13. Toss with tarragon, cheese, butter and a squeeze of lemon juice.
14. Serve with an extra sprinkle of grated parmagiano reggiano.
And why stop with dinner? Licorice makes me happy. And, happy hour makes me happy. So logically, licorice at happy hour should make me practically euphoric. Now, I may have moved beyond flaming sambuca shooters, but a steaming sambuca coffee (hold the cream) is still on my menu. Or, if you prefer a shi-shi girly version, a Galliano, vodka and espresso martini with chocolate shavings is quite delicious. Of course, everything that comes in a martini glass is delicious. And then there are the classics – when was the last time someone offered you a Harvey Wallbanger? In the name of nostalgia it’s high time, don’t you think? Or you could try this variation of an old standby created by the lovely Monique.
2 tablespoons tarragon leaves
½ a lemon cut into small wedges
1 tablespoon simple syrup
Muddle tarragon, lemon and sugar syrup in a glass. Add ice and top off with soda.
The version we made with lemon was quite tasty. But we both think lime would be better. Maybe that’s just an excuse to make them again.
So there you have it – two foods that I associate with my youth that have grown up with me. No more processed cheddar on white bread for me. The grilled cheese of my past was barely food, but the grilled cheese of my present can be decidedly gourmet. And I can accept that there are no more trick-or-treating expeditions in my future, but I know that I will savour that first sip of my martini today as much as I did any licorice rope pulled from the candy bag then.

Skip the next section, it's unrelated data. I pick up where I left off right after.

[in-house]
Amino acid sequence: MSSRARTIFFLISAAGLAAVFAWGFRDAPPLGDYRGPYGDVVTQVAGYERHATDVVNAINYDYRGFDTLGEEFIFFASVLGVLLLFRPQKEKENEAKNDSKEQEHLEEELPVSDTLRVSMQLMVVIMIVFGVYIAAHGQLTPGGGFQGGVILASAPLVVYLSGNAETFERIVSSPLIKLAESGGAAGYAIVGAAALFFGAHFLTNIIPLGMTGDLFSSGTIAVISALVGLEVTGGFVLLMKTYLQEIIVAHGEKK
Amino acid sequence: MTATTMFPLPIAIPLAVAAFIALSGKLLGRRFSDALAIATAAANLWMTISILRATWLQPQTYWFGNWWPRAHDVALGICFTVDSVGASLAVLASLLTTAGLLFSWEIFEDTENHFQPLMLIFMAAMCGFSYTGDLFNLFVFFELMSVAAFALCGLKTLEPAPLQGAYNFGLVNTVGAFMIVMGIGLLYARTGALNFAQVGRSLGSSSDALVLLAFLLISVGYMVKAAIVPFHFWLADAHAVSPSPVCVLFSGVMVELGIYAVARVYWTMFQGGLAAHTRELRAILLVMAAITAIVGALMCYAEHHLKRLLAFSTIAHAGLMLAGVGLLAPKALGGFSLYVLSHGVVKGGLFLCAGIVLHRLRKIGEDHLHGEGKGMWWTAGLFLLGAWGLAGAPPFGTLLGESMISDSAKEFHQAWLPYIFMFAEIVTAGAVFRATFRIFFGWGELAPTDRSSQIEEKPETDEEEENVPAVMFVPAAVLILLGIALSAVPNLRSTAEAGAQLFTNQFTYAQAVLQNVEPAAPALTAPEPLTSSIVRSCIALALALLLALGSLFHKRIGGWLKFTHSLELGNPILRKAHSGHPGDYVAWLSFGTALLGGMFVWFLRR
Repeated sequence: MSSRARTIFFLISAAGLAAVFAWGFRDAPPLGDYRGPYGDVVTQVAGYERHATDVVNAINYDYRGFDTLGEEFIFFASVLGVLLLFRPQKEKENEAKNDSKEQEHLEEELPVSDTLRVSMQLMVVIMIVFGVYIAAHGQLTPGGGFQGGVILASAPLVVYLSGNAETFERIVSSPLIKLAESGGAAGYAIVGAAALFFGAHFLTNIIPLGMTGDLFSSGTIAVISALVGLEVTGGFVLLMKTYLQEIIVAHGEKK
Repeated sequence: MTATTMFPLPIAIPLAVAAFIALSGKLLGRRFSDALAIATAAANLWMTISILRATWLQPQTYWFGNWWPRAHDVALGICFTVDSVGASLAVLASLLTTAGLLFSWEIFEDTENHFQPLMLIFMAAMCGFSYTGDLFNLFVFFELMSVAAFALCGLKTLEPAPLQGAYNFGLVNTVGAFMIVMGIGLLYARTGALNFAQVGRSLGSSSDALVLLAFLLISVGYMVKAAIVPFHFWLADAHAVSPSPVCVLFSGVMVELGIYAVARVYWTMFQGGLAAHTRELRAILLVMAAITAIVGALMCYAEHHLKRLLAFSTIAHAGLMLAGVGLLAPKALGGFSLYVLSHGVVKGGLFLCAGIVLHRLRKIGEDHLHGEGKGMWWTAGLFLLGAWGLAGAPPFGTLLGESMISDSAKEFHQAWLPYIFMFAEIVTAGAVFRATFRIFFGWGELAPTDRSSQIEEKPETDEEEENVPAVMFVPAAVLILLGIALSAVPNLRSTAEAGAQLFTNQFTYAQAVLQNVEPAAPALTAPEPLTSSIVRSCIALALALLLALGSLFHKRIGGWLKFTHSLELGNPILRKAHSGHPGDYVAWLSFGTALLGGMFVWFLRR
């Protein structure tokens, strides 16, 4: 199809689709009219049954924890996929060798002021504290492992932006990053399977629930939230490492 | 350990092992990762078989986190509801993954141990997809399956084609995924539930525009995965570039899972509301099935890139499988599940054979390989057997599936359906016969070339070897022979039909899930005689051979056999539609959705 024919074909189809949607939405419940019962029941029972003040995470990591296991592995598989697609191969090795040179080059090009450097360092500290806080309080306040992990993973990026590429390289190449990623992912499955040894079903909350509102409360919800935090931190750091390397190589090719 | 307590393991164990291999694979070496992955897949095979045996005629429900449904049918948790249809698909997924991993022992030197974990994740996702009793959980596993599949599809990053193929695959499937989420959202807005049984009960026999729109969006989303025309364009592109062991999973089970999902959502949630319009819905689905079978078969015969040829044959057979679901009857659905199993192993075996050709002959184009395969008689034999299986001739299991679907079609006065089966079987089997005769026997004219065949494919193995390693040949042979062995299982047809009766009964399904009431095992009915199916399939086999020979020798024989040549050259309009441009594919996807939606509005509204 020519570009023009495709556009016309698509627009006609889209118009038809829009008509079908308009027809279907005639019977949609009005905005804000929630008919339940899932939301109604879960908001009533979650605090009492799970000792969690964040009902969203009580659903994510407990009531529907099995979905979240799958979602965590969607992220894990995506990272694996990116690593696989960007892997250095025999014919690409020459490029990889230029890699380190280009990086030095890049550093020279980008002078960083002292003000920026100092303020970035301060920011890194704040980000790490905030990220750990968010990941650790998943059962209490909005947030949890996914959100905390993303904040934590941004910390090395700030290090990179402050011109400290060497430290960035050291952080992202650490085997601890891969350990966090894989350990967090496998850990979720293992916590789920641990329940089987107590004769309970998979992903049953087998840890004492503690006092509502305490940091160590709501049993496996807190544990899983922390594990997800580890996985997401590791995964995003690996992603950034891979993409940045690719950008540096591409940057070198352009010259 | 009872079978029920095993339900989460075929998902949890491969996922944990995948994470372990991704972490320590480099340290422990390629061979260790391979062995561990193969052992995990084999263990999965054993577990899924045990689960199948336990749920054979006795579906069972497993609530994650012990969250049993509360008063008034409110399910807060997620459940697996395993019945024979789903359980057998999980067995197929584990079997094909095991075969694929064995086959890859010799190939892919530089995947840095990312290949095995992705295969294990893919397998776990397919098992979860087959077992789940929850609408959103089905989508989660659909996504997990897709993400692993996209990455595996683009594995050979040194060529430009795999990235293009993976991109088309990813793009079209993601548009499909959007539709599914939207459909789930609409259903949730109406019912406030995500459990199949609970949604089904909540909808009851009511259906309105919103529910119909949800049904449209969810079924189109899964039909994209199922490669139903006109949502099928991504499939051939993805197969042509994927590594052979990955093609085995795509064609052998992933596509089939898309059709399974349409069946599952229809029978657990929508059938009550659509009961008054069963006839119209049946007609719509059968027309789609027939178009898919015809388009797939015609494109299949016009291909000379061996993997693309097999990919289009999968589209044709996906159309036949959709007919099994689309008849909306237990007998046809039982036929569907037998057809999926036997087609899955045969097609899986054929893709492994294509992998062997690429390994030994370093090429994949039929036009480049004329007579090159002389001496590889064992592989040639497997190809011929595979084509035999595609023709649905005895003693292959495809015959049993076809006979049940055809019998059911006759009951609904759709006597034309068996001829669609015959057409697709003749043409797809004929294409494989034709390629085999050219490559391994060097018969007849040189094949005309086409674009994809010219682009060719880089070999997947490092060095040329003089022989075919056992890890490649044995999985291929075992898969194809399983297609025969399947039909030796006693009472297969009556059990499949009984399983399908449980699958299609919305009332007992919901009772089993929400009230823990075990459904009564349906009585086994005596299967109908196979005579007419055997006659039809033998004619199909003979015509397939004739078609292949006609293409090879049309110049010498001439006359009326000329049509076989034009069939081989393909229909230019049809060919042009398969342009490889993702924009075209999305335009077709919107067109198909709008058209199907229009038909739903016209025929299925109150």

If there is a lesson to learn, it is probably that we remember our childhood favourites so fondly because they appeal to our palates on some fundamental level. I would argue that even the foods that you have rejected in adulthood contain some element that you continue to enjoy. The flavours that you loved then are the foundation of the sophisticated palate you possess today. Be they ketchup, fish sticks, mac and cheese or over-sweet wine, they are all part of a culinary journey.
Sorry for the lack of photos. I keep getting error messages and have to get on a plane very soon. But trust me, it all looked great
I love crab. I love how sweet and delicate the taste is. What is not sweet and delicate about the crab, is however, the terminology used to grade it–the meat of crabs comes in different grades, depending on which part of the crab’s body it comes from and the overall size of the crab the meat is taken from. Take it away wikipedia: